System off Florida coast expected to become better organized, National Hurricane Center says

The National Hurricane Center (NHC) has released an early special tropical outlook on Monday, showing that an area of low pressure is forecasted to develop a couple hundred miles northeast of the Bahamas by this weekend.

The forecast shows that conditions appear favorable over the next five days for a system to spin up. It specifically has a 70 percent chance for development into a subtropical system over the next five days.

"Environmental conditions appear conducive for gradual development of this system, and a subtropical depression or storm is likely to form this weekend while it moves northeastward over the western Atlantic," the NHC posted late Tuesday.

If it becomes a named storm, it will be named "Arthur."

The potential storm appears to be moving away from Florida and the Atlantic Seaboard and into the open Atlantic. Latest forecast models all agree on the possible system moving away from land.

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It is possible that in the system's developmental stages, rainfall could develop over South Florida with lower chances on Friday and Saturday here in Central Florida. FOX 35 meteorologist Jayme King says that this is something to keep an eye later in the week.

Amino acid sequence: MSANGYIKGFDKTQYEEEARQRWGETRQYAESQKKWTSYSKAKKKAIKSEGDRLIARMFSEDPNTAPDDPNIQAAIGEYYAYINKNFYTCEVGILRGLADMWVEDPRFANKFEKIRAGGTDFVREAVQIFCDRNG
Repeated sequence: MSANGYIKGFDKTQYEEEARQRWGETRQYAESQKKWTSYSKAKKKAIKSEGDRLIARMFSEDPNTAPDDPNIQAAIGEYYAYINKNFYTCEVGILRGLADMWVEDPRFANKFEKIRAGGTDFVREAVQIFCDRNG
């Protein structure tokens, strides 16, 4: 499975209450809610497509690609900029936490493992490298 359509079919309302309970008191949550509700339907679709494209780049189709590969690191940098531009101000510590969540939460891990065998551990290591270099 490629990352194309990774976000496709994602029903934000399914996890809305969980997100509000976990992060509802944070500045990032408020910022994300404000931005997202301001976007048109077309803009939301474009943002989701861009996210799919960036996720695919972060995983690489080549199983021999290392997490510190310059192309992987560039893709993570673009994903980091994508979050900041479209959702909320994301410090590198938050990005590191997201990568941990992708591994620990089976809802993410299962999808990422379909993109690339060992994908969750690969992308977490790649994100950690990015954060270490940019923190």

The Atlantic Hurricane Season will start on June 1st. However, early developments before the start of the season has become typical over the last five years.

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For example, in 2015, Tropical Storm Ana made landfall on Memorial Day, which is the second earliest development on record. 2016 then saw the May developments of Tropical Storm Bonnie and Hurricane Alex. Then in 2017, Tropical Storm Arlene formed in April. 2018 brought Tropical Storm Alberto into the Florida Panhandle. And finally, in 2019, Tropical Storm Andrea developed on Memorial Day near Bermuda.

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